Visual software development through diagrams and other visualizations was a dream that persisted for a long time in IT, but never came true for any software platform. Yes it is true that UI design or database modelling can be very visual these days but the main bulk of any serious software project remains as of this day primarily text based. There are many reasons for that, but I don't want to discuss them here. Instead I want to express my opinion that despite the apparent lack of progress in this area, the visual expression of any abstract concept for most people makes it much more easier to grasp. So perhaps we should make more steps in that direction, even if we cannot turn the whole programming into a visual work yet.

I remember a few days ago I had to go back to an old project and review a piece of code that I have written several months ago. The task was not very easy to understand so I decided to draw a diagram that shows the different states of the code execution. When I finished that I was quite shocked because I realized that if I had this diagram in front of me on the first place it would have taken me just seconds to remember the concepts behind that code.

At that point I realized that if I can organize a solid integration process between my code and visual diagrams depicting the abstract concepts behind that code I would increase my productivity quite noticeably. To make my idea more clear I can show a simple snippet of code that is not a trivial code for non functional developers. I consider non trivial to be any code that requires more that 5 seconds to understand. Something that is not trivial for you today may be quite trivial tomorrow, or something that is trivial for you may be non trivial for a more junior developer in your team, and most importantly if something is trivial for you now when the project is fresh in your head it may become non trivial after 6 months of working on a completely different project. Anyway, so my example code is the following one:

public static TAccumulator RightFold<TSource, TAccumulator>(
                              this IEnumerable<TSource> enumerable,
                              TAccumulator state,
                              Func<TAccumulator, TSource, TAccumulator> process)
{
    //<diagram#53>
    using (var e = enumerable.GetEnumerator())
    {
        Func<Func<TAccumulator, TAccumulator>, TAccumulator> inner = null;
        inner = continuation =>
        {
            if (e.MoveNext())
            {
                var current = e.Current;
                Func<TAccumulator, TAccumulator> innerCont =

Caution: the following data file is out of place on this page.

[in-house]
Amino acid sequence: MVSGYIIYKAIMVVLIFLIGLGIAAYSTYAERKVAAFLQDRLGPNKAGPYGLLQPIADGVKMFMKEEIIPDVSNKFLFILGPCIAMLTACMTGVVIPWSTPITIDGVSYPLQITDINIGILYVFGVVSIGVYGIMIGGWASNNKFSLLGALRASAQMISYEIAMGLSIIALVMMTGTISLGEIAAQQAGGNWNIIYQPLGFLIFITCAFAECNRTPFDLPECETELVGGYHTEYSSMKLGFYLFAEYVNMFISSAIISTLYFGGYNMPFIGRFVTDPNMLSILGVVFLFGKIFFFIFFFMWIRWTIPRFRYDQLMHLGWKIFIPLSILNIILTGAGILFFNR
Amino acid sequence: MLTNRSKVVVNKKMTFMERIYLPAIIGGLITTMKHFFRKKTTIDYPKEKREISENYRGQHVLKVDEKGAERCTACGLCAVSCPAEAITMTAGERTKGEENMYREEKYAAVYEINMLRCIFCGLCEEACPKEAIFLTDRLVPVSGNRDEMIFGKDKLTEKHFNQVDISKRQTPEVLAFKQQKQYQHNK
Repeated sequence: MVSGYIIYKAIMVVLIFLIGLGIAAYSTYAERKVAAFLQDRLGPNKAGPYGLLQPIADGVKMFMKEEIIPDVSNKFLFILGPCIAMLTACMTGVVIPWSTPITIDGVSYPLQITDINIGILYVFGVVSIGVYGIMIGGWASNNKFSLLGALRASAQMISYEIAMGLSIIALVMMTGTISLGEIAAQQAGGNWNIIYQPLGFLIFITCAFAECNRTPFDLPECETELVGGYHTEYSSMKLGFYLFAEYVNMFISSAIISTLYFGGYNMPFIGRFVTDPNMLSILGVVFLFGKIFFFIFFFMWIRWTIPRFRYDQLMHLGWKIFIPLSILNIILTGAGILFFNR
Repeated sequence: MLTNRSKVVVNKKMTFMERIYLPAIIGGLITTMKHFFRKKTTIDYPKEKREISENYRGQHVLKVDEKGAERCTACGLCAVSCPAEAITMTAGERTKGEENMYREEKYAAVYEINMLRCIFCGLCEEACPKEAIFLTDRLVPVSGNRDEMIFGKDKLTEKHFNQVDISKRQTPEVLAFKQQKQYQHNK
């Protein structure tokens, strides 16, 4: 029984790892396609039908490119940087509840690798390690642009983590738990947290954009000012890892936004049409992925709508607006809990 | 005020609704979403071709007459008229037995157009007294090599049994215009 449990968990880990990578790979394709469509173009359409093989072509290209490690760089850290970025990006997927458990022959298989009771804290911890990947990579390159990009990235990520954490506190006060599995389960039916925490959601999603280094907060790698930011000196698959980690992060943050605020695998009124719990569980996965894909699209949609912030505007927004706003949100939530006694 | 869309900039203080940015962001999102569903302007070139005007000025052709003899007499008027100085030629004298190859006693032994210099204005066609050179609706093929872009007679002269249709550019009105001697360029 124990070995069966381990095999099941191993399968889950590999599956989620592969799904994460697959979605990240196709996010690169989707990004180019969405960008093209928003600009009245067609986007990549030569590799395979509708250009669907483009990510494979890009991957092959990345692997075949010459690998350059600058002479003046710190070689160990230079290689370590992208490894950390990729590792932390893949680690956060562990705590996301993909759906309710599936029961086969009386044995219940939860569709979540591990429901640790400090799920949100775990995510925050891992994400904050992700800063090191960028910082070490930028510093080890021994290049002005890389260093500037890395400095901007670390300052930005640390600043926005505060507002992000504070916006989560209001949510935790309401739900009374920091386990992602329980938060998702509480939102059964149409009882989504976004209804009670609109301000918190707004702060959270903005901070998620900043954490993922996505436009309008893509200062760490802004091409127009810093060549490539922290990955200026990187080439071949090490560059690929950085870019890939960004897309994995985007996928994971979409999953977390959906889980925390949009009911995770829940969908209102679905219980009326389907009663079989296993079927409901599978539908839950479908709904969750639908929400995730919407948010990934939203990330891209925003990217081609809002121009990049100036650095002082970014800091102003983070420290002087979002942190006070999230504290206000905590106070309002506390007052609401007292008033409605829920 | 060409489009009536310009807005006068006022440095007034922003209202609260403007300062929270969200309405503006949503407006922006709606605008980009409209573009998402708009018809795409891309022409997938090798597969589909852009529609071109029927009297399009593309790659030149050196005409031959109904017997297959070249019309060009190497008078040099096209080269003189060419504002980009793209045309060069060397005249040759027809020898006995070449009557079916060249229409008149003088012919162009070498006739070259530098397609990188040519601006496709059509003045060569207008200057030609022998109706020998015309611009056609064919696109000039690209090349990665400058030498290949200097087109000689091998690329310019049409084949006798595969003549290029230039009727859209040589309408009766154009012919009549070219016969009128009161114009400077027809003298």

accumulator => continuation(
                                        process(accumulator, current));
                return inner(innerCont);
            }
            return continuation(state);
        };
        Func<TAccumulator, TAccumulator> justReturnArgs = accumulator => accumulator;
        return inner(justReturnArgs);
    }
    //</diagram#53>
}

And this is how we execute it:

var arr = new[] { "A", "B", "C" };
var stringBuilder = arr.RightFold(new StringBuilder(), (sb, curr) => sb.Append(curr));
stringBuilder.ToString();// returns "CBA"

This is a right fold of IEnumerable of T. Similat to Enumerable.Agregate but the folding is from right to left. And below is the diagram that sheds light on the execution process of this function. As you can see I try to use the same variable names to make it easier to apply the abstract visualization to the real code.

Inside the code I use comments with the ID of my diagram so I can always find it later for reference. In the diagram I will also write down the position in the code. I may use visual tools for drawing the diagram or just a sheet of paper and a pencil. For my visualizations I may use some traditional UML diagrams of just more creative approach as the one shown above.

The positive effect from this process is not only in the fact that I will have this diagram for future reference but also that I devote the time to reflect on the problem from a more visual angle and thus have another chance so spot an architectural flaws in my code. I will also keep all my diagrams as images inside my code to help other developers that may work on that code or to help me remember it if I have to revisit it back in the future.

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Kumana
Posted on 2/1/2010 3:04:08 PM

Nice idea!

For Visual Studio IDE, It would be nice if the diagram is just a click away or even visible on rollover...

I think adding a comment like
//file:c:\diagrams\53.jpg

will let you CTRL + click in Visual Studio IDE to open the diagram. But then it is a hassle to include full path.

Or it may be possible to extend the Editor behavior to show diagram on rollover on a diagram comment tag from a common diagrams directory.

Vladimir Bodurov
Posted on 2/2/2010 3:12:45 AM

Interesting idea Kumana, may even as web address....

KittyBear
Posted on 2/21/2011 11:54:50 AM

Awesome post.

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